It's a question that obsesses the news industry, and one that News Corp chairman and CEO Rupert Murdoch tackled again this week.
In April last year, he delivered a milestone speech to US newspaper editors in which he accused newspapers of remarkable, unaccountable complacency in the face of declining readership, and said the industry needed to transform for the digital age.
Speaking on Monday at the Stationers and Newspaper Makers in London nearly one year on, he again urged the industry to take risks and to embrace the new era of technological change. And just two days after his 75th birthday, the media mogul said the industry needed to be inspired by "great seafaring explorers" such as Christopher Columbus and Bartolomeu Dias, sailing into the unknown.
"They consciously sought to expand the horizons of humanity, to risk their lives to find a new world," he said.
"That is where we are today."
Murdoch described the web as a "creative, destructive technology still in its infancy", but said "the history of revolution is not one in which the new wipes out the old". And he hinted at the vulnerability of his own media mogul status in a new era of empowered consumers.
"Power is moving away from those who own and manage the media to a new and demanding generation of consumers - consumers who are better educated, unwilling to be led, and who know that in a competitive world they can get what they want, when they want it.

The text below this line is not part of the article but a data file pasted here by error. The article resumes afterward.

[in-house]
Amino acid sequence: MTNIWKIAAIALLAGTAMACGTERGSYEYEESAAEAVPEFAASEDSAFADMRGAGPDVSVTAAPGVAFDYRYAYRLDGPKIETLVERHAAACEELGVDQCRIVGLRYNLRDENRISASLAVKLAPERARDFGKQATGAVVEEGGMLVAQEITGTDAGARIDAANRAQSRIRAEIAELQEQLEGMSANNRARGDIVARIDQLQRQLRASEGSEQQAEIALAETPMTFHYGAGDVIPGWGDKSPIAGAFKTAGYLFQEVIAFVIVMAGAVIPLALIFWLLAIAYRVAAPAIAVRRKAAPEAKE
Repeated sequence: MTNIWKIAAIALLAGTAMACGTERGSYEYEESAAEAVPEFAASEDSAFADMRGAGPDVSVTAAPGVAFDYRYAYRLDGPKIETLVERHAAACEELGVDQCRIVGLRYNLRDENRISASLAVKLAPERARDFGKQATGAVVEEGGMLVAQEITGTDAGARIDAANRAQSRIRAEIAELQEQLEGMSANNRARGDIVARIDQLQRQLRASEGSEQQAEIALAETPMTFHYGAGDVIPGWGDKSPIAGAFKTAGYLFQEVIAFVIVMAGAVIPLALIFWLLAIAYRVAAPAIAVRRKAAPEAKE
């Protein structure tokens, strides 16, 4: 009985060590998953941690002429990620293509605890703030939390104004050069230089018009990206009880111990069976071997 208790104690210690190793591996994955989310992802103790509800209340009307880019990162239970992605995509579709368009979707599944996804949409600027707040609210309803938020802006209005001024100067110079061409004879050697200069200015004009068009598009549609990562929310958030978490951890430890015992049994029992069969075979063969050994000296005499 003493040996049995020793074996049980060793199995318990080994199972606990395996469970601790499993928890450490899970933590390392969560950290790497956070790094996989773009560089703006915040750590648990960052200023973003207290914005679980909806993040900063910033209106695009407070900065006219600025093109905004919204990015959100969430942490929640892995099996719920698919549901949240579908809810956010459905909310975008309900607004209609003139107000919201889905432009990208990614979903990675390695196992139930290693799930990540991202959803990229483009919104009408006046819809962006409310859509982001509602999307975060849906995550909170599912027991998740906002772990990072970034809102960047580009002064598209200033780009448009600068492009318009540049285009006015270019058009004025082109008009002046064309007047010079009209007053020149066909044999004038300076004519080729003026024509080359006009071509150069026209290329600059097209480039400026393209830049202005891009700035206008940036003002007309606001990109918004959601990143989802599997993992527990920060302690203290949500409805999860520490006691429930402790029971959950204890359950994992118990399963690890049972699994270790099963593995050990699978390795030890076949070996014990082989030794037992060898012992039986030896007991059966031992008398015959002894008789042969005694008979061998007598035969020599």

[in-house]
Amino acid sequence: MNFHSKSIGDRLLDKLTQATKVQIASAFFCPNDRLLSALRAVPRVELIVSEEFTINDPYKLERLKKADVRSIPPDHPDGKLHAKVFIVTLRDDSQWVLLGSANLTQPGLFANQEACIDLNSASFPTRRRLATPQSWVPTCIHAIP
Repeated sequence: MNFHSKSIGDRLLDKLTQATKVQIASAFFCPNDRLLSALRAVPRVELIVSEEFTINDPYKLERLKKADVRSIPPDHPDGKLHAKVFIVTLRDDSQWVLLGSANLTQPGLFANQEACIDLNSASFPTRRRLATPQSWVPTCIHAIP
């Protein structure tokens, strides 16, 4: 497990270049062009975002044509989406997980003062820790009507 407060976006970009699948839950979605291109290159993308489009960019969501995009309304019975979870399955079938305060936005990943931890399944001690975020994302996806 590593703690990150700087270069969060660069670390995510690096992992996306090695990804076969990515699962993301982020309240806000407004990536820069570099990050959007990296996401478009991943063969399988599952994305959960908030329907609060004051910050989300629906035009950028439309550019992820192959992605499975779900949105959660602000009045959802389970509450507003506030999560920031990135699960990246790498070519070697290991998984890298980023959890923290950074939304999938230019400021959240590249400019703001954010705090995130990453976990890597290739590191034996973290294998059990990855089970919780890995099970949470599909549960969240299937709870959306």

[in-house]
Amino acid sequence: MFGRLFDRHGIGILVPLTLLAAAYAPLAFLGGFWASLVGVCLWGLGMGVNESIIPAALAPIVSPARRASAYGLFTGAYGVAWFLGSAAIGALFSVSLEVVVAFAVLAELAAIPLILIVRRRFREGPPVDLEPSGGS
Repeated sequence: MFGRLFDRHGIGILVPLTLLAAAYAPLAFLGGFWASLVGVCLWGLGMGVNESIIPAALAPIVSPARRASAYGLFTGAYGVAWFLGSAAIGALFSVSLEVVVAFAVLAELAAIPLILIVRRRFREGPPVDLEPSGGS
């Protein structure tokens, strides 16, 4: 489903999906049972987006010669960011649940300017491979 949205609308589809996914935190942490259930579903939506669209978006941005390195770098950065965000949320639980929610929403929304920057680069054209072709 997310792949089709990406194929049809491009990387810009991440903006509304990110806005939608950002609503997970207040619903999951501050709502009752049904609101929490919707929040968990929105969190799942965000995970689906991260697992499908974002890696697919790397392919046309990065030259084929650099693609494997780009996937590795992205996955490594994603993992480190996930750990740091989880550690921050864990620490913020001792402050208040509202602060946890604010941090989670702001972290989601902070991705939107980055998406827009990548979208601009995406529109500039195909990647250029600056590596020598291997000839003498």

"The challenge for us in the traditional media is how to engage with this new audience."
The only way to achieve this is to create and distribute dynamic and exciting content, he said, and that content has to be published across many platforms including the web and mobile devices.
"Traditional newspapers have many years of life left but, equally, I think in the future that newsprint and ink will be just one of many channels to our readers.
"Media becomes like fast food - people will consume it on the go, watching news, sport and film clips as they travel to and from work on mobiles or handheld wireless devices."
Much of the speech focused on the wider sociological changes brought about by new technology. He described a new generation of tens of millions, empowered by the knowledge revolution new technology and the web.
He used his recently purchased MySpace networking site as an example of this new information space. But he also said the skills of traditional media will be increasingly important in shaping this new landscape.
"Great journalism will always attract readers. The words, pictures and graphics that are the stuff of journalism have to be brilliantly packaged; they must feed the mind and move the heart."
While he said it would be 'folly' to try to predict the future, he was emphatic about the direction newspapers need to take. It means offering choice, and taking risks.
News organisations will survive by offering quality content across a range of platforms including the web, mobile phones, iPods, and hand-held devices.
"We must be prepared to take risks and accept that we will make mistakes, sometimes very large ones. Above all, we must have what those great seafaring explorers had in abundance: the courage to use the technological change that is unfolding around us to help make a better world.
"We are all on a journey, not just the privileged few, and technology will take us to a destination that is defined by the limits of our creativity, our confidence and our courage."
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